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Local antiquities, local identitiesArt, literature and antiquarianism in Europe, c. 1400–1700$
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Kathleen Christian and Bianca de Divitiis

Print publication date: 2018

Print ISBN-13: 9781526117045

Published to Manchester Scholarship Online: May 2019

DOI: 10.7228/manchester/9781526117045.001.0001

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PRINTED FROM MANCHESTER SCHOLARSHIP ONLINE (www.manchester.universitypressscholarship.com). (c) Copyright Manchester University Press, 2021. All Rights Reserved. An individual user may print out a PDF of a single chapter of a monograph in MSO for personal use.date: 19 September 2021

Local antiquaries and the expansive sense of the past: a case study from Counter-Reformation Spain

Local antiquaries and the expansive sense of the past: a case study from Counter-Reformation Spain

(p.167) 8 Local antiquaries and the expansive sense of the past: a case study from Counter-Reformation Spain
Local antiquities, local identities

Katrina B. Olds

Manchester University Press

In the seventeenth century, Spanish antiquarians collected inscriptions, coins, and other evidence of their community’s illustrious Christian origins, conflictive medieval past, and glorious present. Efforts to compile a suitable local history were particularly determined and prolific in the Andalusian diocese of Jaén, where two local enthusiasts of the past – Francisco de Rus Puerta and Martín Ximena Jurado – generated a voluminous body of manuscripts and printed books under the sponsorship of Jaén’s bishop. Like their counterparts elsewhere in Europe, Jaén’s antiquaries documented the past in both text and image, as the authors sketched coins, ruins in situ, and ongoing excavations for antiquities and saints’ relics. In these efforts, Greco-Roman antiquity played the handmaiden to the early Christian era, for it was of intense concern for Andalusian Catholics to prove that the Islamic invasion had not disrupted the region’s deep and essential Christian identity. In this way, ‘antiquity’ was a rather motley-coloured creature, encompassing not only the remains of Roman Hispania, but also including pre-Roman antiquities from Spain’s early Greek, Phoenician, and Celtiberian peoples, as well as Visigothic and some Islamic artefacts.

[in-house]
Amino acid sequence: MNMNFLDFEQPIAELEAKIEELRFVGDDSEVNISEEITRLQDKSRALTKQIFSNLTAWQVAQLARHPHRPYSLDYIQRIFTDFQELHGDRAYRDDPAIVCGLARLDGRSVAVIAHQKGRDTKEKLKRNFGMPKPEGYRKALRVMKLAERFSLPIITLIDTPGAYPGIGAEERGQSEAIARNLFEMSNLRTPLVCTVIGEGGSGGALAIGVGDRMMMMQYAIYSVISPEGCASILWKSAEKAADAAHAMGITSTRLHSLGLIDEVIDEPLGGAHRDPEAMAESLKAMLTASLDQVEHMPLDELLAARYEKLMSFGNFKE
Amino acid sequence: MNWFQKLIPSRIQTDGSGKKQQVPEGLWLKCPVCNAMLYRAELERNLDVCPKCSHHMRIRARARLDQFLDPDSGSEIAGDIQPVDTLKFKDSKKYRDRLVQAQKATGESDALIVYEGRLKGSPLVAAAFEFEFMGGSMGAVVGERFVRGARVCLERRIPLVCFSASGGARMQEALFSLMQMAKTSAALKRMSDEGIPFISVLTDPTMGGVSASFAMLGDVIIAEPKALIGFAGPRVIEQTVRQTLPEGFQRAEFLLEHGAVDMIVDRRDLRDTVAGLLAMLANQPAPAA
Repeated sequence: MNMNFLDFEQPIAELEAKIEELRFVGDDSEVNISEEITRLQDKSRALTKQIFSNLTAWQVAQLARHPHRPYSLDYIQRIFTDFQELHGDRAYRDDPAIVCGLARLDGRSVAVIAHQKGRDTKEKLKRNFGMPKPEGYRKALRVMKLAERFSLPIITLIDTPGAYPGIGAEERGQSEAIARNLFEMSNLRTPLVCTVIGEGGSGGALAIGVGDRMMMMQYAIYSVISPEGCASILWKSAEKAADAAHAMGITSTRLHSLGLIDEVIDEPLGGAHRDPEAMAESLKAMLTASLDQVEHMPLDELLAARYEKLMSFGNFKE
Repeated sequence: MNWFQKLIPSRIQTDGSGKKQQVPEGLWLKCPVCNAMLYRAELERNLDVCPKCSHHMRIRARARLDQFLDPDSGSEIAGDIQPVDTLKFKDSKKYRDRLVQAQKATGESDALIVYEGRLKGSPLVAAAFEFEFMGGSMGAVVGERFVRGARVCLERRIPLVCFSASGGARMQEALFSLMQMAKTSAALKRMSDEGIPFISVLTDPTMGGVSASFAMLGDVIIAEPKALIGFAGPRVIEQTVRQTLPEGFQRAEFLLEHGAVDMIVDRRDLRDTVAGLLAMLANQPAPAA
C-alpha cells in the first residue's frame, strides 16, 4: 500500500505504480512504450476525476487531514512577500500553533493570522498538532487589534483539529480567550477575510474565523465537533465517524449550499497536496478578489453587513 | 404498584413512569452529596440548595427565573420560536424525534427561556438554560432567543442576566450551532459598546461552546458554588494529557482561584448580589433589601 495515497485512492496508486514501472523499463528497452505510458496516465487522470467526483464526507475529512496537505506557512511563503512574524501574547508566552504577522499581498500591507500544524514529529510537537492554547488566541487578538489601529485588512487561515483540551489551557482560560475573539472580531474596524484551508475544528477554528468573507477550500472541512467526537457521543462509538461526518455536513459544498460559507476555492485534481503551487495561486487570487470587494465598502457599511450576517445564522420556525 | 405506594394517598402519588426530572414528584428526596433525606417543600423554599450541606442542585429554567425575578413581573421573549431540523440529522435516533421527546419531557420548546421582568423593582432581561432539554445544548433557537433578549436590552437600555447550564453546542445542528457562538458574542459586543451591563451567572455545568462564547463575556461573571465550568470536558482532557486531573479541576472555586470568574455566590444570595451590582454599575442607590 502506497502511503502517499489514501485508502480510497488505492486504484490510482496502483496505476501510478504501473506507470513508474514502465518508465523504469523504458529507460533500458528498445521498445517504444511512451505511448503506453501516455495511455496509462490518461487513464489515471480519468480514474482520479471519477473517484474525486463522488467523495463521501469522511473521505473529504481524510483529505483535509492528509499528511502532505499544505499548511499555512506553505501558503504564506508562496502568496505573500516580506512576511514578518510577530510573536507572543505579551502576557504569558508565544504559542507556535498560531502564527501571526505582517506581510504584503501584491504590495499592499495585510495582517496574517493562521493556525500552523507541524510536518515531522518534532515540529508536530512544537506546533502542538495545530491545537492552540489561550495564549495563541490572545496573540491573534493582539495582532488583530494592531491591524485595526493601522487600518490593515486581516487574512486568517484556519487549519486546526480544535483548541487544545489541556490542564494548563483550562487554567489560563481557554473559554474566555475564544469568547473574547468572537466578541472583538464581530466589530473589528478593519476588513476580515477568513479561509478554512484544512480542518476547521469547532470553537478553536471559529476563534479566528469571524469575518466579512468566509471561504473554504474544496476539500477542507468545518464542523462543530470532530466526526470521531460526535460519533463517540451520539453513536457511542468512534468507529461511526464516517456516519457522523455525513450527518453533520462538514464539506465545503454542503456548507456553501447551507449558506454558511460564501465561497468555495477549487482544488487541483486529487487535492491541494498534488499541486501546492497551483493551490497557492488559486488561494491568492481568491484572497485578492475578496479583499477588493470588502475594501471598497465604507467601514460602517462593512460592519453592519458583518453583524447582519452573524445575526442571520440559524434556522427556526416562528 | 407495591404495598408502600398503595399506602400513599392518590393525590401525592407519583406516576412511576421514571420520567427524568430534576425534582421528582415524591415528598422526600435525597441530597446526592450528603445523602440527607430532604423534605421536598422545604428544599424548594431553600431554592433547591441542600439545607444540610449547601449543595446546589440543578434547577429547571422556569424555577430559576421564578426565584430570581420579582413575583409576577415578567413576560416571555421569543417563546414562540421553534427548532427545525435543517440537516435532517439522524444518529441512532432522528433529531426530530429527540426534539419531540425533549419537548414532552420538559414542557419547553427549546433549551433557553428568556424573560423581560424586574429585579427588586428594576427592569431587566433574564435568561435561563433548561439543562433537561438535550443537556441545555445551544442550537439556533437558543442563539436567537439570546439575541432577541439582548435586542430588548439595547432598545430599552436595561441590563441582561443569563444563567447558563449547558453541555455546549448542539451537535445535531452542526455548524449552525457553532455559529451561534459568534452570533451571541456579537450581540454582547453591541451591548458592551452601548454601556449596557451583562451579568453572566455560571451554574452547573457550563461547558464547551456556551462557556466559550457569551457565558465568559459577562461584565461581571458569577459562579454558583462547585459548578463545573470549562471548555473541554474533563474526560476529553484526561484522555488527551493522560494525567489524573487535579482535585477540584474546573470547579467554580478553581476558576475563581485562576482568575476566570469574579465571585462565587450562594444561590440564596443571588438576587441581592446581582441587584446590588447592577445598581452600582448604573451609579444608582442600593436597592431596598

Keywords:   Renaissance Spain, Andalusia, Jaén, Francisco de Rus Puerta, Martín Ximena Jurado, Renaissance Antiquarianism in Spain, Spanish Renaissance Historiography

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